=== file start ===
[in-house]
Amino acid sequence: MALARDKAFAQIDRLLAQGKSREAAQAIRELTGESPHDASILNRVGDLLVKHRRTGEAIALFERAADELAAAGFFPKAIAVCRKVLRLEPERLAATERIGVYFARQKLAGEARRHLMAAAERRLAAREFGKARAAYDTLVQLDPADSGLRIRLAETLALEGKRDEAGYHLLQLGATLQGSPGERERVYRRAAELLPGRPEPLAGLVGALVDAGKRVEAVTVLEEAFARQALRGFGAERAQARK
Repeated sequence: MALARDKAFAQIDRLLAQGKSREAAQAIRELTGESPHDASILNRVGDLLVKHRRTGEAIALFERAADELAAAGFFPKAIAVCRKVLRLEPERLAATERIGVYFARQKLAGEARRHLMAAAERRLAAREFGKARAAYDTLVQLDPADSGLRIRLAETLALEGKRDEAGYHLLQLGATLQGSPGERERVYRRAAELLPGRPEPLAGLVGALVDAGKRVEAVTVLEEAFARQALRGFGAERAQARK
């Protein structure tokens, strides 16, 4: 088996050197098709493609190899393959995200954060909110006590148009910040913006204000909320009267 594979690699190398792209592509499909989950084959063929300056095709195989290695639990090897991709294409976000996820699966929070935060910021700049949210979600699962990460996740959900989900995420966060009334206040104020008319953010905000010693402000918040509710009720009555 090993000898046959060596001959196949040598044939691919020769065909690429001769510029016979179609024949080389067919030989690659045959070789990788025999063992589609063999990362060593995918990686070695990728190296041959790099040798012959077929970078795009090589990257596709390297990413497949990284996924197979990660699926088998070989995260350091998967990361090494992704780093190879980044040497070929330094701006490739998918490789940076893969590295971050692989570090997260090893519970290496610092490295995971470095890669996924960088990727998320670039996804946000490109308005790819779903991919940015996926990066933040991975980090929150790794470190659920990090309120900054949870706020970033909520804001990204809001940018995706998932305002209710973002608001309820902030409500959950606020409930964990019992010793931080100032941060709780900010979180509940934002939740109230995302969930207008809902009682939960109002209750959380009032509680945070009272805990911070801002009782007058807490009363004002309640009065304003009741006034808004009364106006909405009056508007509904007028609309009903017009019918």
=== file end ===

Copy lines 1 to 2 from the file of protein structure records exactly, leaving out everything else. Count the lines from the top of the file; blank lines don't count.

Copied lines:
[in-house]
Amino acid sequence: MALARDKAFAQIDRLLAQGKSREAAQAIRELTGESPHDASILNRVGDLLVKHRRTGEAIALFERAADELAAAGFFPKAIAVCRKVLRLEPERLAATERIGVYFARQKLAGEARRHLMAAAERRLAAREFGKARAAYDTLVQLDPADSGLRIRLAETLALEGKRDEAGYHLLQLGATLQGSPGERERVYRRAAELLPGRPEPLAGLVGALVDAGKRVEAVTVLEEAFARQALRGFGAERAQARK